To The Lake by Yana Vagner

It’s an absolute pleasure to start off the Swift Press blog tour for To the Lake by Yana Vagner. My grateful thanks to Rachel Nobilo for inviting me to participate and for sending me a copy of To the Lake in return for an honest review.

To the Lake is published by Swift, today, 4th November 2021 and is available for purchase through these links.

To the Lake

A deadly flu epidemic sweeps through Moscow, killing hundreds of thousands. Anya and her husband Sergey decide they have no choice but to flee to a lake in the far north of Russia.

Joining them on their journey are her son and father-in-law; Sergey’s ex-wife and son; and their garish neighbours. But then some friends of Sergey show up to complete Anya’s list of people she’d least like to be left with at the end of the civilised world.

As the wave of infection expands from the capital, their food and fuel start to run low. Menaced both by the harsh Russian winter and by the desperate people they encounter, they must put their hatreds behind them if they’re to have a chance of reaching safety…

Inspired by a real-life flu epidemic in Moscow, To the Lake was a number one bestseller in Russia, and has now appeared in a dozen languages and been adapted into a Netflix TV series.

My Review of To the Lake

Anya is escaping a deadly virus.

I’ll be honest and say I was completely dubious about reading a book about a deadly virus causing a pandemic, and I’m not keen on dystopian type fiction, but from the very first page of To the Lake I was completely hooked by Yana Vagner’s writing so flawlessly translated by Maria Wiltshire. There’s a familiar sense of disbelief, unreality and panic that felt utterly authentic and compelling.

I thought To the Lake was a brilliant book. I think the sense of connection the reader has through understanding the panic, the need to keep away from infected people and the desire to keep loved ones safe that so many of us have endured makes To the Lake all the more affecting.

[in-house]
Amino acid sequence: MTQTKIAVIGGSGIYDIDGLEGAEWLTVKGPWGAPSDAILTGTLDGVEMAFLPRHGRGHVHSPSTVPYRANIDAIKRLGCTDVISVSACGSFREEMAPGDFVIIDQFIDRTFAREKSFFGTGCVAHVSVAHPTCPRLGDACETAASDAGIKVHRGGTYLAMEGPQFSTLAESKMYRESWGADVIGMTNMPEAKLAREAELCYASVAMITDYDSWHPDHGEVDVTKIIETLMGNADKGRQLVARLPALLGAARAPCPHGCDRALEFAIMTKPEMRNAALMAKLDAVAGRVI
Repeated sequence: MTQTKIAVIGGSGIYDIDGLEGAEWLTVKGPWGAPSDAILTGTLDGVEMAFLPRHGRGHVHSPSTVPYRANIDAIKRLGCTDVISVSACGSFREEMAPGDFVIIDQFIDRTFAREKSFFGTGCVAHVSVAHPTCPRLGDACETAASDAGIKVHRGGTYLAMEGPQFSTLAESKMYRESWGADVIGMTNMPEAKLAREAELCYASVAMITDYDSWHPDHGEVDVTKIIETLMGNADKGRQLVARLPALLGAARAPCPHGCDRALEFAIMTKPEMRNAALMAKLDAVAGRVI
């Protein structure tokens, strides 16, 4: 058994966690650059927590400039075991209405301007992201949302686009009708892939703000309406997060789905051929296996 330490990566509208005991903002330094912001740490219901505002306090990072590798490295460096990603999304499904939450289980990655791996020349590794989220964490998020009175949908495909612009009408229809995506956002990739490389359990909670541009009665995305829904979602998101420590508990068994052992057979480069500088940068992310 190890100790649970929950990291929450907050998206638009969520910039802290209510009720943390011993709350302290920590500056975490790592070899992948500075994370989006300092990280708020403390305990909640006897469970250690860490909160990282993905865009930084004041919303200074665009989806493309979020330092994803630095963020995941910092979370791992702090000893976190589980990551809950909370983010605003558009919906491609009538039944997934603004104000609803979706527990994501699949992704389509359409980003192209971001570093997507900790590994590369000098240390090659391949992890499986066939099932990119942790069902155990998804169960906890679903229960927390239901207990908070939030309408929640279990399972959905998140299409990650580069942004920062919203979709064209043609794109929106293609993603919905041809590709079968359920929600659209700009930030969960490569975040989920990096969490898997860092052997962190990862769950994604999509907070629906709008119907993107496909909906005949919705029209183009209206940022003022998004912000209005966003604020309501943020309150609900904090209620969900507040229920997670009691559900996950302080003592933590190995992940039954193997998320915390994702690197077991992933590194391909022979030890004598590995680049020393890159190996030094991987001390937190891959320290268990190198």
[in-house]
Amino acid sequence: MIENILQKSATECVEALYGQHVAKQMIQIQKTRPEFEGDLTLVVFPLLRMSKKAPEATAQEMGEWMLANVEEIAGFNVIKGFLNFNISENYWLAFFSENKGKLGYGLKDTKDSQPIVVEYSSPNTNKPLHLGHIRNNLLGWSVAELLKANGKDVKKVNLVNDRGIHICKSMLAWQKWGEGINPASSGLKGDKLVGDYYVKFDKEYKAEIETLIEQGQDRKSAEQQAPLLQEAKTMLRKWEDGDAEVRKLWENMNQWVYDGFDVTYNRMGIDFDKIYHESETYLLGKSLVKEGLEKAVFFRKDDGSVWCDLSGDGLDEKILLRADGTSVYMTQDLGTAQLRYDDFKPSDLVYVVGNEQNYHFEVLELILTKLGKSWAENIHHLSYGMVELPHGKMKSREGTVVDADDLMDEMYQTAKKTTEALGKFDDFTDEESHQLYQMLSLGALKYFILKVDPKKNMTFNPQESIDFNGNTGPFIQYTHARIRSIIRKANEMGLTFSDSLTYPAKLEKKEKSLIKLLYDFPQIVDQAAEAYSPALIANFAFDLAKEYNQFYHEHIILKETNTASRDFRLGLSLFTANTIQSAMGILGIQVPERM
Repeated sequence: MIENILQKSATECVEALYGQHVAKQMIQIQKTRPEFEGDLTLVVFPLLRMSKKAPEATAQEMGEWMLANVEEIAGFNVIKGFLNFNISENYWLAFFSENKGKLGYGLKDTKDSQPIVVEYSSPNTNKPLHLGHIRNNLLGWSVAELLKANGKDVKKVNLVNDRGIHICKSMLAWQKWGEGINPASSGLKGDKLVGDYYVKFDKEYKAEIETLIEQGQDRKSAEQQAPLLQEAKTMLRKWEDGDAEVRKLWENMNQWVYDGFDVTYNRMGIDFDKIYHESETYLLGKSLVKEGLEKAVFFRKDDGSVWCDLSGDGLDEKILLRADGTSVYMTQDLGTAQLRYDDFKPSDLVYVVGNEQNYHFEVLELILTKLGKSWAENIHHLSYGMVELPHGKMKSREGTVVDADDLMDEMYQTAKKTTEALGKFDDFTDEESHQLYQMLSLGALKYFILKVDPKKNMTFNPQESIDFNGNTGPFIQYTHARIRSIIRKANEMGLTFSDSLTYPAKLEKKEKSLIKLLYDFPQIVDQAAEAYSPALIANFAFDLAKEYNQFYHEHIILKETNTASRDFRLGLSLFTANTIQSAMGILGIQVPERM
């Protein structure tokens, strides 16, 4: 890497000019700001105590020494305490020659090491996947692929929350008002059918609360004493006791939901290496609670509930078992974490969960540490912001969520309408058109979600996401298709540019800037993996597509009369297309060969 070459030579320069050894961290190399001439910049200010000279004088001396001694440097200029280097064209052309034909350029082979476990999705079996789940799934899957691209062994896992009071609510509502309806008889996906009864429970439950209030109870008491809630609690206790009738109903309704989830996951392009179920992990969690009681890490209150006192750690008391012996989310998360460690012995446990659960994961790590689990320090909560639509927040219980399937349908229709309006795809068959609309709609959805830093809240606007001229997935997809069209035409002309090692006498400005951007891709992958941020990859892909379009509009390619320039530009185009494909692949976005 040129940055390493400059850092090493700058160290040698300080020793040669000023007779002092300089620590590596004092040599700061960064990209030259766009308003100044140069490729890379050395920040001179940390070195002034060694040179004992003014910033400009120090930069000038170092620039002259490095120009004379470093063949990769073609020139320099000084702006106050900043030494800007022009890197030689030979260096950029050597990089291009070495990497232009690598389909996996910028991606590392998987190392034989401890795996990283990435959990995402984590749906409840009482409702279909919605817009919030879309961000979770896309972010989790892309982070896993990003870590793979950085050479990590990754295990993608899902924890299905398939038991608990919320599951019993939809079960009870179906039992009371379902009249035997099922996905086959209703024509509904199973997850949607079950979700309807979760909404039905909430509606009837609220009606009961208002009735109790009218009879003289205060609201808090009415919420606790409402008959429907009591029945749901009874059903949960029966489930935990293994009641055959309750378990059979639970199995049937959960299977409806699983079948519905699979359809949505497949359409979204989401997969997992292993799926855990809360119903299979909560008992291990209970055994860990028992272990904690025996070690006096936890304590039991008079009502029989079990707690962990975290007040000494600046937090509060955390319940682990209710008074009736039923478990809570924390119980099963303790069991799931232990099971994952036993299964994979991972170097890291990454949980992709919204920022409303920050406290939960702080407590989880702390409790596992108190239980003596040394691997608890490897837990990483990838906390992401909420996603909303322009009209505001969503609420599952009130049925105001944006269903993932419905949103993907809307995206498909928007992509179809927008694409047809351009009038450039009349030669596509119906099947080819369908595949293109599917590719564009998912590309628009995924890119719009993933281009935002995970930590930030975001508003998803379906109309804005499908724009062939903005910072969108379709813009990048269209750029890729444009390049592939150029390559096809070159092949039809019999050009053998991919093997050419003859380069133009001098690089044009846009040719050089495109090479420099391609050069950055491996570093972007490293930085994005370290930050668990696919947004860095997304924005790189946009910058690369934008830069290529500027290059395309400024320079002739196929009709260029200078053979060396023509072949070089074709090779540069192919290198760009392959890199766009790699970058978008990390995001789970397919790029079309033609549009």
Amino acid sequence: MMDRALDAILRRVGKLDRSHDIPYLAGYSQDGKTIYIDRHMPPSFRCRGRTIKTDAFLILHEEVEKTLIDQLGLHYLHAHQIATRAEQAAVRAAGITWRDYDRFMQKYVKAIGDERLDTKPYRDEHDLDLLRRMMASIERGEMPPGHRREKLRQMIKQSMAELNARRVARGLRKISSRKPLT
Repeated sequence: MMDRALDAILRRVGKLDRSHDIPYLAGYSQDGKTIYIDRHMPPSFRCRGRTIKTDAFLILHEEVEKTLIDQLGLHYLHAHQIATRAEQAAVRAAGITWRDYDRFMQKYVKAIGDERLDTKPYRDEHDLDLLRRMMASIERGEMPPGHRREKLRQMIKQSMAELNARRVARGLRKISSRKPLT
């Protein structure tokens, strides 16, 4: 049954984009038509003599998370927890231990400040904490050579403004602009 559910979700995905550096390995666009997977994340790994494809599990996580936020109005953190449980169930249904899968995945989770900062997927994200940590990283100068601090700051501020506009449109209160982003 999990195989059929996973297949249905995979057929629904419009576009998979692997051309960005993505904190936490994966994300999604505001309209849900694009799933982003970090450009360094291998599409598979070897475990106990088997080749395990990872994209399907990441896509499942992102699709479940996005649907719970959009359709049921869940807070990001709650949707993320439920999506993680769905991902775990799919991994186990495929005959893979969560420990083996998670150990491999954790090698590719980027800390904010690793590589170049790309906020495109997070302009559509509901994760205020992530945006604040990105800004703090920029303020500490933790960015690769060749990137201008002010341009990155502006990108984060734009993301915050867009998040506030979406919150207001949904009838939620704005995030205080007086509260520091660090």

The plot is simple on one level. A group of people travel by vehicle as far away as possible from the pandemic. However, that is to belie the dramatic scenes and events littered along the journey, so perfectly balanced against more prosaic moments of the need to eat and sleep so that To the Lake feels completely authentic and possible, at the same time as being exciting and horrifying. Whilst there are hugely dynamic and exciting moments, for me it is the quieter moments, the psychological uncovering of behaviour through Anya’s first person narrative, that make this such a compelling story.

Anya’s voice is absolutely true. Her insecurities about Sergey and Ira, her love for Mishka and her difficult relationships with others like Boris and Marina make To the Lake a fascinating insight into a normal, troubled, flawed and realistic human mind. I’m not entirely sure I’d like Anya in real life, but my goodness Yana Vagner made me care about what happened to her and ensured I understood her completely. This is such clever and interesting writing.

What is so astounding in To the Lake is that whilst it has an atmosphere of dystopia about it, it also rings clear and true for today’s world too. The primal instinct for survival, sometimes at any cost, the basic human requirements for food and shelter, the breakdown of society in challenging times, suspicion balanced by altruism all add up to a narrative that is raw, exciting and engrossing, drawing in the reader almost against their will.

I’m unsurprised that To the Lake has become a television series. Yana Vagner’s writing is so dynamic. Her descriptions of the snow, the cold, the villages all paint a wonderful image in the reader’s mind so that I felt as if I were on the journey with Anya et al.

Dramatic, intense and realistically terrifying, To The Lake is a book I won’t forget in a hurry. I thought it was excellent

About Yana Vagner

Yana Vagner was born in 1973 to a bilingual Soviet family of a Czech mother and a Russian father. After graduating from the Russian State University for the Humanities in 1994 and, up until 2010, she worked as a translator and a manager in a logistics company. Yana had always been keen on post-apocalyptic stories.

3 thoughts on “To The Lake by Yana Vagner

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